Newbie to a Tax Lien Auction?

Newbie to a Tax Lien Auction?

If you haven’t been to an auction before, you should absolutely attend one to get a feel for its action and pacing—a dry run before you actually start putting your own hard earned cash out.  It doesn’t necessarily have to be a tax lien auction, just a well-attended public auction. 

It’s just an auction, why worry?

Auctions are purposely designed to get the best price possible for the seller (not the buyer).  Although tax certificate auctions are not quite as high-pressured as other types of auctions (REO, automobiles, etc) they still have many things going for them:

  • A high, overall excitement level
  • Your competitors sitting in the same room as you
  • The marketing concept of ‘scarcity’ – limited time and availability of a product

I remember my first auction.  It was years ago when I was attending a certificate exam.  During the break, I happened to walk by a large real estate auction.  I took a seat and immediately felt the adrenaline rush—ready to buy anything—the properties just looked so good and with everyone else bidding, it was hard to jump into the fray.  Luckily, I didn’t have a certified check with me or I would be the proud owner of a couple REO properties.

Live, open-outcry tax lien auctions are normally very well attended.  Those bidding fall into three categories:

  • Large, corporate tax lien buyers looking to buy as much as they can
  • Local, experienced investors looking for bargains not bought by the corporate buyers
  • Newbies looking for one or two properties but largely shutout by the two characters above

If you fall into the last category as a newbie—don’t worry!  Preparation for the auction goes a long way as long as you do your homework on what to expect.  

Here are the steps I recommend to make your auction a success:

  1. Get the latest copy of the entire list of delinquent tax lien properties. You can find these lists with the county tax collector or subscribe to a listing service such as Tax Sale Resources ( (You can even use my discount code for 10% savings: 1833520034FL3cef207f )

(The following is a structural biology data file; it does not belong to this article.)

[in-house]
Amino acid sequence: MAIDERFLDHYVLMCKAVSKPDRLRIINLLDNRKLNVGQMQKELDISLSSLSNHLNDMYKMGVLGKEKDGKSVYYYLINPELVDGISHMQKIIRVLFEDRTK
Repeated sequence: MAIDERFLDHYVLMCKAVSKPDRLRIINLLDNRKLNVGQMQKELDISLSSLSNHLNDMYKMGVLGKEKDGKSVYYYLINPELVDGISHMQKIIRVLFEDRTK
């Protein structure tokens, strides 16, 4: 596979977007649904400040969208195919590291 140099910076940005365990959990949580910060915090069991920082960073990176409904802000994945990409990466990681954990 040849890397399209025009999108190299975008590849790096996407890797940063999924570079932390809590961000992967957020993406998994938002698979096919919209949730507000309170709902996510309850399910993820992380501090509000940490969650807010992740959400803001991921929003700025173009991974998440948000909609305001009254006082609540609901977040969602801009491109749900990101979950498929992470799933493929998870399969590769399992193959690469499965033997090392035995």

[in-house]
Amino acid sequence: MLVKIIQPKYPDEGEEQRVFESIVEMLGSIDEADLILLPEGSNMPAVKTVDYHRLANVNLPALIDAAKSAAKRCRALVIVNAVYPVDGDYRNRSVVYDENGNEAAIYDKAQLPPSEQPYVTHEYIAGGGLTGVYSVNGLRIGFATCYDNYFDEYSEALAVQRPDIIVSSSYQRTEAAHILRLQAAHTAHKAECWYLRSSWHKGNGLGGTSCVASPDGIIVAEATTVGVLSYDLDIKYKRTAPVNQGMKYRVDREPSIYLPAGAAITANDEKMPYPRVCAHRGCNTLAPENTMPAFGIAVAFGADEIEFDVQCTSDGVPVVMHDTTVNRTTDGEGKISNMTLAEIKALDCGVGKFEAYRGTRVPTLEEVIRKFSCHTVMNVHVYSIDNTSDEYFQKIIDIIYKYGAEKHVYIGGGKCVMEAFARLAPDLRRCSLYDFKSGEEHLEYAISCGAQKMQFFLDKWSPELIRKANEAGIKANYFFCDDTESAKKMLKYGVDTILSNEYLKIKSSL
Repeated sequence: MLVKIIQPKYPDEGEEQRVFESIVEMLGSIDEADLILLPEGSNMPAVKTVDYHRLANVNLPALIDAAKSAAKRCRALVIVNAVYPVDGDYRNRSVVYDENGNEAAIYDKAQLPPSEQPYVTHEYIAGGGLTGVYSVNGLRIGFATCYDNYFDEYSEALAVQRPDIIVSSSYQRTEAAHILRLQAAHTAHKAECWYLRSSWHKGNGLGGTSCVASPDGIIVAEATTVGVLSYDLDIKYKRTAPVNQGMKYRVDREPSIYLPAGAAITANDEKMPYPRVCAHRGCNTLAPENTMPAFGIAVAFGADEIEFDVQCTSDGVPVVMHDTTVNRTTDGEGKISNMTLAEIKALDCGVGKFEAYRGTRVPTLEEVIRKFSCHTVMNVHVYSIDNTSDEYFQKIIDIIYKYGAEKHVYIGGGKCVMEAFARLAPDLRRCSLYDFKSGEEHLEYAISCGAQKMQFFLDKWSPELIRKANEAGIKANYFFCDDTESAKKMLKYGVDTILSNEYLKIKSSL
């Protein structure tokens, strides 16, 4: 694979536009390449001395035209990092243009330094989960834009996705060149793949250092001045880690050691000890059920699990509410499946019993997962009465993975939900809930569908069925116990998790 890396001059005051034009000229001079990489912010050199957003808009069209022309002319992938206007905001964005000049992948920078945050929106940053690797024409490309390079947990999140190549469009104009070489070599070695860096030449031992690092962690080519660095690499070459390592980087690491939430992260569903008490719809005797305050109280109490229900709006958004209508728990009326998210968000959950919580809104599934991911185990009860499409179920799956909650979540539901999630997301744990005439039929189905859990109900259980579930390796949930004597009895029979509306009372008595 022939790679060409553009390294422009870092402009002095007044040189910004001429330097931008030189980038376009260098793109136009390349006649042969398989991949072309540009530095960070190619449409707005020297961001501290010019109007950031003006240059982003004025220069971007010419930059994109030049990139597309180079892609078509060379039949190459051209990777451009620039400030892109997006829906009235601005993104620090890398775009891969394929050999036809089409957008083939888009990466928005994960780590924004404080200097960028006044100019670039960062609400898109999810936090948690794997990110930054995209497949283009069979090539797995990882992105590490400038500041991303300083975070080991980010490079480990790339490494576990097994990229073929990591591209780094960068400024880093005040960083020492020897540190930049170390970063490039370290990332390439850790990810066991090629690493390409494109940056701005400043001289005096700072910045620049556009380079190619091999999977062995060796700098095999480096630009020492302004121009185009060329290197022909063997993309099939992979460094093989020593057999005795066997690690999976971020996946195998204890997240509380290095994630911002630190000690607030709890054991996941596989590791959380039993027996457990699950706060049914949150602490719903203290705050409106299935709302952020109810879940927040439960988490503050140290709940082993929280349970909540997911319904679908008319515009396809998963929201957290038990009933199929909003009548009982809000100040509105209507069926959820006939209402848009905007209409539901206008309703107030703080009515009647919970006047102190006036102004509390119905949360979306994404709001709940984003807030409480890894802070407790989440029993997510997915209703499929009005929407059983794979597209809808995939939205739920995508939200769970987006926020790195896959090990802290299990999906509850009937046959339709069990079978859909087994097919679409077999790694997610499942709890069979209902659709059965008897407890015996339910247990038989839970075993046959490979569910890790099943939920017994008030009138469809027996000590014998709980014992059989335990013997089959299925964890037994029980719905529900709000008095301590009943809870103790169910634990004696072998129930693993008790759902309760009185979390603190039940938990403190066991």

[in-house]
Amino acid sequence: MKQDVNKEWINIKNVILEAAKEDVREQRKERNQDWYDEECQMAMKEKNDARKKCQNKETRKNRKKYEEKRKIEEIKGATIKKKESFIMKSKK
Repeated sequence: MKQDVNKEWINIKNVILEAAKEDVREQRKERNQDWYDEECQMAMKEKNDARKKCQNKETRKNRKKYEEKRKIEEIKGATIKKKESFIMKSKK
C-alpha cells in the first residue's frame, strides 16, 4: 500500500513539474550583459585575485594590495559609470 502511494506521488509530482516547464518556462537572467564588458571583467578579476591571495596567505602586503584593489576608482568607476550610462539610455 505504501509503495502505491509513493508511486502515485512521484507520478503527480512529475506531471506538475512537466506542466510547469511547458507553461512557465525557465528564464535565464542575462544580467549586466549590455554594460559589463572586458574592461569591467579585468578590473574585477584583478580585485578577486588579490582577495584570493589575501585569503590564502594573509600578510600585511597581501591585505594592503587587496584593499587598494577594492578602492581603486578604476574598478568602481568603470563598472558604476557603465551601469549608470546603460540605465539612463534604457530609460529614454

2. Bring the list with you and highlight the liens you are interested in and have done your due diligence on.
  3. Make sure the list is very legible and bring a couple pens to cross out liens that were removed just prior to the sale so you don’t lose your place when the auction starts.
  4. Read the rules of the auction carefully—know when you must register, what type of funds to they take, how the auction is handled, what order will the sale go?
  5. Attend the practice auction—most auctioneers will spend twenty minutes or so at the very beginning to show how he plans to go thru the properties.
Do I Need to Hire a Tax Lien Attorney for Quiet Title?

Do I Need to Hire a Tax Lien Attorney for Quiet Title?

STOP!  If you’ve found this page because you’re looking for a TAX LIEN ATTORNEY to solve an IRS issue or Federal or State Tax problem, then click here for a directory of local attorneys in your state that can help you SOLVE your IRS/Government Lien Issue.

Find a qualified local TAX LIEN ATTORNEY in your state to help you NOW!

If you’re looking to hire a tax lien attorney to help you with your investment (tax lien certificate, tax deed, quiet title), then keep reading below!

If you purchased a tax lien or tax certificate in a state that does not have a strict judicial foreclosure process, then your more than likely going to need to hire a tax lien attorney to file for quiet title if your lien does not redeem.  However, this step is not always required.  It really depends on what you are going to do with the property. 


What is a quiet title action?

An action for quiet title is a lawsuit that you, as the tax deed recipient, file with the court to eliminate any future title claims against the property and remove what’s called the “cloud on title”.  Tax deeds are the least defensible form of ownership for a property.  The taxpayer or mortgage company on the property could claim that they were never notified that they owed taxes.  Many times, there may have been a death of the property owner and the heirs never realized they lost the house for taxes.

The ONLY Five States Where You Should Buy Tax Lien Certificates

The ONLY Five States Where You Should Buy Tax Lien Certificates